I was led to my forms and shapes through a strict obedience to my inner artistic voice, rather than to any external influence or contrived notion of reality. Right from the beginning, there was something about volume and mass in sculpture that was compelling and arresting to me. I was easily led to render everything in a scale that was uncommonly outsized and larger than life. For me, it seemed the only natural way to create in three dimensions, so I really cannot completely explain the logic, or understand fully my predisposition to the rotund forms.

Photo courtesy Nnamdi Okonkwo

But in seeking for the logic behind these forms, it is tempting for me to see these early and still persistent artistic intuitions as a way of expressing the expansive capacity and the largeness of the human soul. Perhaps my sculpted figures are but structures or edifices which must be weighted down, and which must be large to have the capacity to house the monumental spirit of man. The abundant and expansive forms express an inner opulence and a generosity of spirit. So words like nurture, love, and abundance easily come to mind as one contemplates my work.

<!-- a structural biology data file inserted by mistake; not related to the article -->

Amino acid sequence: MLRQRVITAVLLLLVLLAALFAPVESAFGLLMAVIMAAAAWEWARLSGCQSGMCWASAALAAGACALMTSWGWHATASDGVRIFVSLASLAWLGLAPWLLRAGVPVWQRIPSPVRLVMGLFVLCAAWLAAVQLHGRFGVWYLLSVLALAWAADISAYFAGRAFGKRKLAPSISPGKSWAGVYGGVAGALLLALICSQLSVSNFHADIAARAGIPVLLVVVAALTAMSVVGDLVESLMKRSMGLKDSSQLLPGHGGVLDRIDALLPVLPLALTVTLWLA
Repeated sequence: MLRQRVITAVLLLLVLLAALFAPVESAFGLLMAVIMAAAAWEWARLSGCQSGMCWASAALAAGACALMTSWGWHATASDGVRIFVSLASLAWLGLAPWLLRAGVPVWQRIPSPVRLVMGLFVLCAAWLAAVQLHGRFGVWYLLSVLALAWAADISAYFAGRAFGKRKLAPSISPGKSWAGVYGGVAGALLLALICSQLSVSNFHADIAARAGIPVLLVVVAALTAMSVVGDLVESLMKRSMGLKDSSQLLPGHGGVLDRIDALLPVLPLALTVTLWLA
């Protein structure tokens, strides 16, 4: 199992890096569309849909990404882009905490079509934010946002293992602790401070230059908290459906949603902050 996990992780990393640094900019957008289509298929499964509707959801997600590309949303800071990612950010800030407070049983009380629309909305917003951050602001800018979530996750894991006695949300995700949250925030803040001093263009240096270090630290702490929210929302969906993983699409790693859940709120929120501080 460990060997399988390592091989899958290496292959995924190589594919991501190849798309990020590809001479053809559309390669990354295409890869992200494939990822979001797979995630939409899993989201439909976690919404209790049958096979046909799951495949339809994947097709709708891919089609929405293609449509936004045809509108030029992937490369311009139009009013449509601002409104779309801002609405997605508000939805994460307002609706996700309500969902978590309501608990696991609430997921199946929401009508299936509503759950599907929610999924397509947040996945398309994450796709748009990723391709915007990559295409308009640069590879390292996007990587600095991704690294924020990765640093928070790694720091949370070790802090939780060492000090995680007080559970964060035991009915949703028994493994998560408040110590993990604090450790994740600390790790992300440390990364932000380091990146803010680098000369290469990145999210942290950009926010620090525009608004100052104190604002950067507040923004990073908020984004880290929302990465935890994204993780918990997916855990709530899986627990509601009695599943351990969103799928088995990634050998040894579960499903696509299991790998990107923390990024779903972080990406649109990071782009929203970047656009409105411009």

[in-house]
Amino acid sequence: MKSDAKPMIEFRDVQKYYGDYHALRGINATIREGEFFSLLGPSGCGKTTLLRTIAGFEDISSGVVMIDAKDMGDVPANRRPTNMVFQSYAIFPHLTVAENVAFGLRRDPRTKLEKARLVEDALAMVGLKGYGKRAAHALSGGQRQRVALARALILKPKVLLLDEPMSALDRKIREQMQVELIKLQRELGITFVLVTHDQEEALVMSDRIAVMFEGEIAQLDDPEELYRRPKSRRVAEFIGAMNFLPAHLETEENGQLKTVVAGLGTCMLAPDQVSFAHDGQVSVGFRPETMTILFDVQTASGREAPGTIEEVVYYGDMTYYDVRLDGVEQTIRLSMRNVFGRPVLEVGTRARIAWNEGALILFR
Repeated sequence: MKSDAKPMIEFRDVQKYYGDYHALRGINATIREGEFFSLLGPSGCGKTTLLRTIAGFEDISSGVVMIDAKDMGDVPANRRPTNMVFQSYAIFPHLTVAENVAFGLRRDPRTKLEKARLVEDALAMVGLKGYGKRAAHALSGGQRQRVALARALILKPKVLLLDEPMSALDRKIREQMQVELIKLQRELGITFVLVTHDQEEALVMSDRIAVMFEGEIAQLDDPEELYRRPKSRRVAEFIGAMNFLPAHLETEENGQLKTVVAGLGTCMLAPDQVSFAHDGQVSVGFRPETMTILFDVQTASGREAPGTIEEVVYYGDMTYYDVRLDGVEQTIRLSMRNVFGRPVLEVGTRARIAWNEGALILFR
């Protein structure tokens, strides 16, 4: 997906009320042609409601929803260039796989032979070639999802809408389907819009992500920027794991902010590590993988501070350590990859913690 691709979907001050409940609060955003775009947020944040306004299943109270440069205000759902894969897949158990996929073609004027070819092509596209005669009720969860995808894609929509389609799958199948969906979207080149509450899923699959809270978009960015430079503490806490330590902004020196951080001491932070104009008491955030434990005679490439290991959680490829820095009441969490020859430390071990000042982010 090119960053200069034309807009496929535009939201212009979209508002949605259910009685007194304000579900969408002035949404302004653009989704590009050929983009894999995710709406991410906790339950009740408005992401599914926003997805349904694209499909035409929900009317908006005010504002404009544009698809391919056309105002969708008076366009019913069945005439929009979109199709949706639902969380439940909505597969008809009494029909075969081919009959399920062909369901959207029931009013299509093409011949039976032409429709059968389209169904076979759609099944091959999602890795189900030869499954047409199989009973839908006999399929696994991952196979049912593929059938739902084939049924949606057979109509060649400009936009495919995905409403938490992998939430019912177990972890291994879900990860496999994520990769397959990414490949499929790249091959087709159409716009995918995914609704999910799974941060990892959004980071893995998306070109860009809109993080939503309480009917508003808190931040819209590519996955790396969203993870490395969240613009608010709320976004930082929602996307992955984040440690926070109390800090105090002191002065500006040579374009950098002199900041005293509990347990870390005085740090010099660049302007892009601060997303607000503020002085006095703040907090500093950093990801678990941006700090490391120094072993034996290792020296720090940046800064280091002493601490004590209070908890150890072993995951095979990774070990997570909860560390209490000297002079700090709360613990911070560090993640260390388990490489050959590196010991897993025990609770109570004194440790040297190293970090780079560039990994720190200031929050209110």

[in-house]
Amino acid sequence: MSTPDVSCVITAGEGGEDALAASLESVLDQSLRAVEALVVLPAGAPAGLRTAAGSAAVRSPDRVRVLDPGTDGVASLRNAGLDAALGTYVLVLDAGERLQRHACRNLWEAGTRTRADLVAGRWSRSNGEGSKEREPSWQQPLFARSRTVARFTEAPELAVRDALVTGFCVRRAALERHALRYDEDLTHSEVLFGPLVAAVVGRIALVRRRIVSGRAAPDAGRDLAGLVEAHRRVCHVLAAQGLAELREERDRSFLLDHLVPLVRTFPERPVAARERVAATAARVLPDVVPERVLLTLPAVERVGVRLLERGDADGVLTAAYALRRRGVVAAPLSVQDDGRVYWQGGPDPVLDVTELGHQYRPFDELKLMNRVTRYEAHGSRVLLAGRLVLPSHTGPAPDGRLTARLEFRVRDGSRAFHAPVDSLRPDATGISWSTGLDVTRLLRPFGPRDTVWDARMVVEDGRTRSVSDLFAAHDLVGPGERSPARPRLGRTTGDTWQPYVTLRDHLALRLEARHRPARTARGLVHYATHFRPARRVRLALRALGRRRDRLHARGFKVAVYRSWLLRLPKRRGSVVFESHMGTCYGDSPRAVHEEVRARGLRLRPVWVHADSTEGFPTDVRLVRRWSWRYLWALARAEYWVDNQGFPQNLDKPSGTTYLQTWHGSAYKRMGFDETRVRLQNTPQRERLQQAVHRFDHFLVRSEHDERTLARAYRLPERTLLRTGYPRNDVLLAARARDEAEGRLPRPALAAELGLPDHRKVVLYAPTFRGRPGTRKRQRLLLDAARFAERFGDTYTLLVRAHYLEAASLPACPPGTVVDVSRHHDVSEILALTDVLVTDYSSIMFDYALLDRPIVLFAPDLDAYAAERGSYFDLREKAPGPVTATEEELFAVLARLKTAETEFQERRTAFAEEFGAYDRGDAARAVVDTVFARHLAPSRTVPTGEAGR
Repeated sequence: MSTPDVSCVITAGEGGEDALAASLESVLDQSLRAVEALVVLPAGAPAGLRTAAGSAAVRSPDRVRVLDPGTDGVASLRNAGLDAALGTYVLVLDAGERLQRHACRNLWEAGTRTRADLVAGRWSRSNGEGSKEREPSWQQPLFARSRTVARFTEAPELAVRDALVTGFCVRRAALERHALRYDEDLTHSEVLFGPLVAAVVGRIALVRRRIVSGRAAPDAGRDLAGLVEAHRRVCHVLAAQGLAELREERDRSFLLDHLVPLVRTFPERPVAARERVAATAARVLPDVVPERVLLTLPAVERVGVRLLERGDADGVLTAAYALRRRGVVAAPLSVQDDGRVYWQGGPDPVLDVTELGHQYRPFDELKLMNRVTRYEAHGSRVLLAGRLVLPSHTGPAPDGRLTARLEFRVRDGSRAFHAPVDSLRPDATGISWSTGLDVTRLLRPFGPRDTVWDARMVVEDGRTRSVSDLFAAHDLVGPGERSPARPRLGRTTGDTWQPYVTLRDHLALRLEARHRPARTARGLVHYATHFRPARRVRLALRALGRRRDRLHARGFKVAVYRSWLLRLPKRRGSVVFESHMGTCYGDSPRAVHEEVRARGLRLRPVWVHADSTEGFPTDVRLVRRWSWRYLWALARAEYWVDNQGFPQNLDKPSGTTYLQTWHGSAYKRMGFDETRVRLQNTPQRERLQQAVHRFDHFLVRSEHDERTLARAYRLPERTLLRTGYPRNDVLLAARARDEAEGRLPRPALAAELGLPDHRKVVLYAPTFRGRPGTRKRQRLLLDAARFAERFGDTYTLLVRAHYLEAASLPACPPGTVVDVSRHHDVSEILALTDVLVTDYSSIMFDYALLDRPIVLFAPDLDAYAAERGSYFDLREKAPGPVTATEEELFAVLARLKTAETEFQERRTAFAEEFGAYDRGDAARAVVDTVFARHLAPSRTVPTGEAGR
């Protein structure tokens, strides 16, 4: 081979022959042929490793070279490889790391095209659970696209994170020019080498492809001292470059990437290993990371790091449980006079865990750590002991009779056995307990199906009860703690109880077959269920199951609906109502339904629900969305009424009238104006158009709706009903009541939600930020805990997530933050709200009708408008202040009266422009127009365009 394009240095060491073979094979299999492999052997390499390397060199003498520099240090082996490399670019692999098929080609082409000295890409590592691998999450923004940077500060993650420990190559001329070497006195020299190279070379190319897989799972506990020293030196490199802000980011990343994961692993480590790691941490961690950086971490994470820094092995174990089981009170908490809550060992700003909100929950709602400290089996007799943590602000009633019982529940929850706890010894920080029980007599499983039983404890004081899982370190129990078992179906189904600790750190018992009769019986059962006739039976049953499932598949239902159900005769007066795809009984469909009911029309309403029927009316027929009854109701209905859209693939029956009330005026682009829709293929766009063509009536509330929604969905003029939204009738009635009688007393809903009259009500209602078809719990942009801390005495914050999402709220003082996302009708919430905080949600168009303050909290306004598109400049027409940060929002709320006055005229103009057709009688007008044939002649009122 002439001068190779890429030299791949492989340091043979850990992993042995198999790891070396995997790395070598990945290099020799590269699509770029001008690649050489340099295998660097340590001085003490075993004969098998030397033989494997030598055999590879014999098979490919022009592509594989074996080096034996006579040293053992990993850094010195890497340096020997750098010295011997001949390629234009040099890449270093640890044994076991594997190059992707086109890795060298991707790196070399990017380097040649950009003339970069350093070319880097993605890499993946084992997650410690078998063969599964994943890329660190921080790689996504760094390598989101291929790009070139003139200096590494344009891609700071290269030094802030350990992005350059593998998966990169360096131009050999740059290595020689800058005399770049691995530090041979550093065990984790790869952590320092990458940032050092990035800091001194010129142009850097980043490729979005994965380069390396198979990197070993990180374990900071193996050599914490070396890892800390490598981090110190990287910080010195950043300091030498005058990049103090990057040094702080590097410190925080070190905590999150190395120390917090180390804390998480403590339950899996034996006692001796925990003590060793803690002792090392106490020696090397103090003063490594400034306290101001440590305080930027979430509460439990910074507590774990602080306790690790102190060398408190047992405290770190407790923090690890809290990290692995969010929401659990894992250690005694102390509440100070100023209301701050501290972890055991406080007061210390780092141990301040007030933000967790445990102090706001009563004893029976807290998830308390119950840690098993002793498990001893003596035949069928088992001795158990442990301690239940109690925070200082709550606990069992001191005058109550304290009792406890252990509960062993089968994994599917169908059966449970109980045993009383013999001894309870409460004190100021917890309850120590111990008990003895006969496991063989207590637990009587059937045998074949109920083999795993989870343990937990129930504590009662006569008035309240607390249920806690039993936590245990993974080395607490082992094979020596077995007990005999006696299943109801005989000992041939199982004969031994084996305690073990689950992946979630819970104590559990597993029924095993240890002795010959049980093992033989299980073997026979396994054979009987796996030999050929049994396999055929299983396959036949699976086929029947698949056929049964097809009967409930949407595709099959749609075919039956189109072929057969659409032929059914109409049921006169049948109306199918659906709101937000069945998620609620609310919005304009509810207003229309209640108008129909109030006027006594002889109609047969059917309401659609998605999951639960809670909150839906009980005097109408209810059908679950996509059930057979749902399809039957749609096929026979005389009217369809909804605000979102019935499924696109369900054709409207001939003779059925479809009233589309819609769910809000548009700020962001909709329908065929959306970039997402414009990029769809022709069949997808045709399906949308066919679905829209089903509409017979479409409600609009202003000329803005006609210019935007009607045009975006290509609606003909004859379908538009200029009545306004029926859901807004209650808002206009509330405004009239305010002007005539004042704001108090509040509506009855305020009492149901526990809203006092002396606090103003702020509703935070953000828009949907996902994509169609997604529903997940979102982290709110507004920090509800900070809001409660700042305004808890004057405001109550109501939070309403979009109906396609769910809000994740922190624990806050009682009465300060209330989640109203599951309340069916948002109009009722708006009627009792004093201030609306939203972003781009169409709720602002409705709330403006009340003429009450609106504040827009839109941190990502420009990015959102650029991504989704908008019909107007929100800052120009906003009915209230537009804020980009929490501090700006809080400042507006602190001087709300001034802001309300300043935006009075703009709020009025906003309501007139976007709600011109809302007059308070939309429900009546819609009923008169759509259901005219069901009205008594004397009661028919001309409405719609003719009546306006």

Photo courtesy Nnamdi Okonkwo

How does your work reflect your feelings about the gospel?

I believe that man, as the crowning jewel of God’s creation, embodies inherent godlike attributes which can be summoned to the fore to help overcome the challenges of life. These attributes of man also point back to a reservoir or a matrix from which these attributes originate. For me, that matrix is God, and my expression in sculpture of any human attribute I see as ideal, is an expression of divine character. So my work becomes an avenue for me to seek to capture a little bit of divine grace and perfection as expressed in the life of man. Aristotle, the Greek philosopher, once said, “The soul of a man shines out when he faces with composure one heavy mischance after another; not that he does not feel them, but because he is a man of a high and heroic temper.” The high and heroic capacity of the human soul is intriguing and fascinating to me.